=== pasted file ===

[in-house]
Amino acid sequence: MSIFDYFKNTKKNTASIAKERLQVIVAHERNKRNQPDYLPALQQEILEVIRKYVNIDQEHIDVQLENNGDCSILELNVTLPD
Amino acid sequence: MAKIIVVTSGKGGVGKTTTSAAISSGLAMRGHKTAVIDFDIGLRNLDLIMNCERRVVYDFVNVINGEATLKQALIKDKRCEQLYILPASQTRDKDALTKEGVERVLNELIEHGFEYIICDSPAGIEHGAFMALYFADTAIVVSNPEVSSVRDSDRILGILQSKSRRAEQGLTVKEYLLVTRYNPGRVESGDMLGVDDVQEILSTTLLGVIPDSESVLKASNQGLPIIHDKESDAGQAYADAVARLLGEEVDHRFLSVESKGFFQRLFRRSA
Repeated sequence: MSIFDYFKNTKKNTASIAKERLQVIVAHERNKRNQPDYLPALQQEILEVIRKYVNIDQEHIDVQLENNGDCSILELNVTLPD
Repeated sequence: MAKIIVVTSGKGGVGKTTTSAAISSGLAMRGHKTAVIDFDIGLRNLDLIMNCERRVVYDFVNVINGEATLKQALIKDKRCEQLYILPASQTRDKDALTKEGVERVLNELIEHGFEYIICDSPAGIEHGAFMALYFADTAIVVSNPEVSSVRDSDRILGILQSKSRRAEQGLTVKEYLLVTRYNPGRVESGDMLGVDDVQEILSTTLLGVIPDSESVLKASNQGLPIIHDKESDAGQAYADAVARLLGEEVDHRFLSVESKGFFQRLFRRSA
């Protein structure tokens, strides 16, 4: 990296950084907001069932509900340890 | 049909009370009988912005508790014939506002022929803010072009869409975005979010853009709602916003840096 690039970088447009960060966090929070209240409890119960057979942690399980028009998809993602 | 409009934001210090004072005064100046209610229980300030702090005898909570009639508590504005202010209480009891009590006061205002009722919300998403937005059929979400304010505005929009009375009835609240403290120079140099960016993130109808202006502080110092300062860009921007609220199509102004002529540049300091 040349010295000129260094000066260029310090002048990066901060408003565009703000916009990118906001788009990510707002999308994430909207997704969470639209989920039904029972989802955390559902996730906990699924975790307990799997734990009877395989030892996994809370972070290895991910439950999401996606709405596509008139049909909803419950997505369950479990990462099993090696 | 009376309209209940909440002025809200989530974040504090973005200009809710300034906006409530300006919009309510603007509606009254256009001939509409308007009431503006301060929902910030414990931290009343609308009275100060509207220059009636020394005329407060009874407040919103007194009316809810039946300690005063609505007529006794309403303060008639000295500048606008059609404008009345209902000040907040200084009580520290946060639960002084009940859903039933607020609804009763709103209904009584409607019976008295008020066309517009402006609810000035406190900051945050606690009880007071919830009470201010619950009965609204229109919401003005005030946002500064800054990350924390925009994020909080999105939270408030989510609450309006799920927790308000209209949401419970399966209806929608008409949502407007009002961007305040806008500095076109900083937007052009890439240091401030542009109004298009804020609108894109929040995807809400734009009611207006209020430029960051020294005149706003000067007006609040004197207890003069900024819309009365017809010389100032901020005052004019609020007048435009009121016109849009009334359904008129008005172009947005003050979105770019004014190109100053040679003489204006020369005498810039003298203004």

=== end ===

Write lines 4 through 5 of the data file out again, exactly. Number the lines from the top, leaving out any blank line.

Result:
Repeated sequence: MSIFDYFKNTKKNTASIAKERLQVIVAHERNKRNQPDYLPALQQEILEVIRKYVNIDQEHIDVQLENNGDCSILELNVTLPD
Repeated sequence: MAKIIVVTSGKGGVGKTTTSAAISSGLAMRGHKTAVIDFDIGLRNLDLIMNCERRVVYDFVNVINGEATLKQALIKDKRCEQLYILPASQTRDKDALTKEGVERVLNELIEHGFEYIICDSPAGIEHGAFMALYFADTAIVVSNPEVSSVRDSDRILGILQSKSRRAEQGLTVKEYLLVTRYNPGRVESGDMLGVDDVQEILSTTLLGVIPDSESVLKASNQGLPIIHDKESDAGQAYADAVARLLGEEVDHRFLSVESKGFFQRLFRRSA